Category Archives: Webinar

How to Work Like a Startup

work like a startupStartups are some of the most successful and innovative businesses out there right now. Their very nature makes them primed for innovation programs and effective development of new ideas. Even if your organization is not a startup, there are invariably things that you can learn from the models presented by the startup ecosystem.

RocketSpace, a tech campus located in the Bay Area, has an open innovation consultancy which is specifically aimed at helping brands understand how startups work, how to work with them, and how to work like them.

With well-known alumni like Uber and Spotify, RocketSpace is well acquainted with the factors that go into creating a successful and recognizable startup. They are also ready to connect organizations with startups that might specialize in a desired area. After all, why start from scratch when there’s already somebody doing the thing that you want to do, and doing it better than you could do?

Join us on Wednesday, June 3 as we talk with Nick Davis at RocketSpace and Mat Fogarty at IdeaScale about innovation programs in our webinar, From Ideation to Incubation. Click here to register and learn more information. The webinar will address the 3 I’s of innovation, the 4 reasons that idea execution is difficult, how to de-risk new ideas, and how innovators can build their next big thing with RocketSpace. It will also feature a live Q&A.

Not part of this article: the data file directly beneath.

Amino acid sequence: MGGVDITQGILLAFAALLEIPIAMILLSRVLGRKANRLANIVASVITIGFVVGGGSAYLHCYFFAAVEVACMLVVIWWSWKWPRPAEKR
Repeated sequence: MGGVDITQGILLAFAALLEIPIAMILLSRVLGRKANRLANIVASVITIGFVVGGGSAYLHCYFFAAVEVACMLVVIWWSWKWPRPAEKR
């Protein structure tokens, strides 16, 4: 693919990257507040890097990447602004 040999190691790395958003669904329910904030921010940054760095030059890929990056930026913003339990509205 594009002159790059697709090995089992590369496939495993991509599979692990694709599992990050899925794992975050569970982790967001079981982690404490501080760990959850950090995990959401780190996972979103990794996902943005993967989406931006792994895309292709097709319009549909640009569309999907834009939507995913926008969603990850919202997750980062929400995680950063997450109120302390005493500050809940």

Starting with a Great Strategy

great strategyMore and more these days, great organizations are employing innovation programs. These organizations have come to realize that, in order to stay relevant, it’s imperative to continue evaluating and growing.

While deciding to incorporate an innovation program may be an easy decision, deciding the structure and strategy surrounding that program can be more difficult. How do you encourage and foster good ideas? What do you do with new ideas once they’ve surfaced? What is the best way to evaluate ideas? The questions abound.

RocketSpace, a technology campus in San Francisco, makes a point of observing and understanding the things that make startups effective, and then incorporating those things into other organizations or connecting those organizations to startup partners. They have found that starting with a great innovation strategy can make all the difference. Knowing how you are going to deal with ideas, and how to foster them into real, practical applications is essential to the success of an innovation program.

Don’t miss our webinar with RocketSpace, From Ideation to Incubation, on Wednesday, June 3. Click here to register and find out more information. Among other topics, the webinar will include a live Q&A where you can get advice from and connect with innovators from RocketSpace and IdeaScale.

The Wisdom of Crowdsourcing

tmui_webinarIn 1906, British scientist Francis Galton took a day trip to the country fair that would uncover a principle critical to the idea of crowd-listening. It was the heyday of social Darwinism, and Galton believed very little in the common man; he was of the opinion that only proper breeding and the preservation of power for the elite could maintain a healthy society; few, to his mind, were suitable to make decisions or lead others.